Monday, February 14, 2011

Floridarrrrrrrrr! I read Katherine Kersten's editorial about all the great things that are happening in Florida in terms of education results and thought I'd look up a few things, not to discredit her piece, but to try to put it in greater context. The crux of Kersten's article is that Florida has be implemented a number of reforms, most revolving around greater choice for parents, since 1999 and that they are showing positive results. There's no question that results in Florida look solid, but when I dug a little bit, I unearthed something that Kersten may have missed.

Since 1999, per pupil funding (as measured by Education Week in its annual Quality Counts publication) has grown by just over 63% in Florida (from $6,008 per pupil to $9,810 per pupil). By contrast, Minnesota's per pupil support has grown by just under 41% ($7,384 per pupil to $10,396 per pupil). Even with considerable increase in Florida's funding level, it still comes in behind the level of per pupil spending in Minnesota by almost $600 per pupil. While Florida's adequacy grade has only risen to a C- from a D+, Minnesota's has fallen from a B+ in 1999 to a C in 2008. Florida's education spending as a percentage of state GDP has remained at 3.6%, while Minnesota's has fallen from 4.2% to 3.7% That's a sobering set of statistics for those who take pride in Minnesota's record of support for public education.

Money isn't everything, but it is something. And while Florida still ranks in near the bottom in national funding rankings, it is obvious that they have spent wisely and have created some programs that are having desired results. I'd be tempted to say they have "invested" in their future except that it appears the term "invest" always causes a verbal dust-up (in fairness to legislative leadership, "investments" do cost money and when you don't have money to "invest," such moves are certainly wide open to criticism).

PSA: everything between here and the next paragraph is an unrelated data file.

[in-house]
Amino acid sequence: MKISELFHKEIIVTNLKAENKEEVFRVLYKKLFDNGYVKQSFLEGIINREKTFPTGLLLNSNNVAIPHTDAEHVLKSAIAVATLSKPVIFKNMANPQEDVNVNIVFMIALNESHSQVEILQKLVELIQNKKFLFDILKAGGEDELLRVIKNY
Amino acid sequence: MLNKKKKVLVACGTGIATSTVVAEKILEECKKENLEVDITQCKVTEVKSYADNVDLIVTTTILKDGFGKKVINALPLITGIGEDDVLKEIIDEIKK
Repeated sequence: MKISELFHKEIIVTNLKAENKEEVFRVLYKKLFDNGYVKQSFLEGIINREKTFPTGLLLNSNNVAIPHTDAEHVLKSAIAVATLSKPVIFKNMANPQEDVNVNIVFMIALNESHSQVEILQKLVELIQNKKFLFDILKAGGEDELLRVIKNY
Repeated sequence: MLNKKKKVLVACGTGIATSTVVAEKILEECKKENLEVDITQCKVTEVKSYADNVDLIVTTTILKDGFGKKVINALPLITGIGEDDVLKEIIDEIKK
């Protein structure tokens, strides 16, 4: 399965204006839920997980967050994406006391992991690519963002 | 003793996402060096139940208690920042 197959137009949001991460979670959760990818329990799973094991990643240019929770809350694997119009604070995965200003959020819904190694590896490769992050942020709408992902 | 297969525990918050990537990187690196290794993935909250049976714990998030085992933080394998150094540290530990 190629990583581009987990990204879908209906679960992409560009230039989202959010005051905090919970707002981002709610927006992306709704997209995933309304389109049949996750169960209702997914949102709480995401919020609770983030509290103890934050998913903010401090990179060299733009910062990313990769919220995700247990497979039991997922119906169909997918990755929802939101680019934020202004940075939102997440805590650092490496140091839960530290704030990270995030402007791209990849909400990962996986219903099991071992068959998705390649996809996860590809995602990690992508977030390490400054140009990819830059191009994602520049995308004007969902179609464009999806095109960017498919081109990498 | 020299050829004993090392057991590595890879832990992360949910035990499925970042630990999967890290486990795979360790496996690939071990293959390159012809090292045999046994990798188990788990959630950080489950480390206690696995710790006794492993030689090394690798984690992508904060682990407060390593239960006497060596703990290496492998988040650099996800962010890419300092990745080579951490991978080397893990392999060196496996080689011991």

What the whole debate says to me is that it is unfortunate when the "reforms" vs. "resources" debate is framed as an either/or when it's really a both/and. In other words, both "reform" and "resources" are important and they need to work together to get results to where they need to be. We are probably past the time when legislatures will continue to pour resources into the education delivery system "as is." But at the same time, it is important to realize that reforms by themselves are not going to deliver results unless they are supported and finances are an important part of that support.

Makes for a great debate and I want to thank Kersten for her insight.

Quiet Day at the Legislature. The only education-related hearing was the Senate Education Committee. The bills heard today all dealt with either expanding the uses of total operating capital or allowing an annual transfer from the total operating capital by board resolution.

Senator Latz' SF 166 would allow a district to use total operating capital revenue for school closing purposes. Senator Stumpf's SF 171 would allow a district to use total operating capital revenue for leasing of vehicles, including school buses. Districts can currently purchase vehicles with total operating capital, but are prohibited from using revenue from this category to lease vehicles.

SF 239, Senator Kruse's bill that would allow a district to transfer $51 per pupil (1% of the basic formula amount) from the total operating capital fund to the general fund. This bill generated the most discussion, as the issue of local control versus the importance of reserving revenue in certain funds for restricted use received a full vetting. Although I didn't testify before the committee, the reason for the reserved capital fund is the fact that "windows and roofs don't testify before school boards."

More Twitter News. I guess Mark Dayton couldn't stand the fact that Karl Rove was following me on Twitter, because the Governor is now also following yours truly. No word yet as to whether Justin Bieber will be following me on Twitter by the end of the week.

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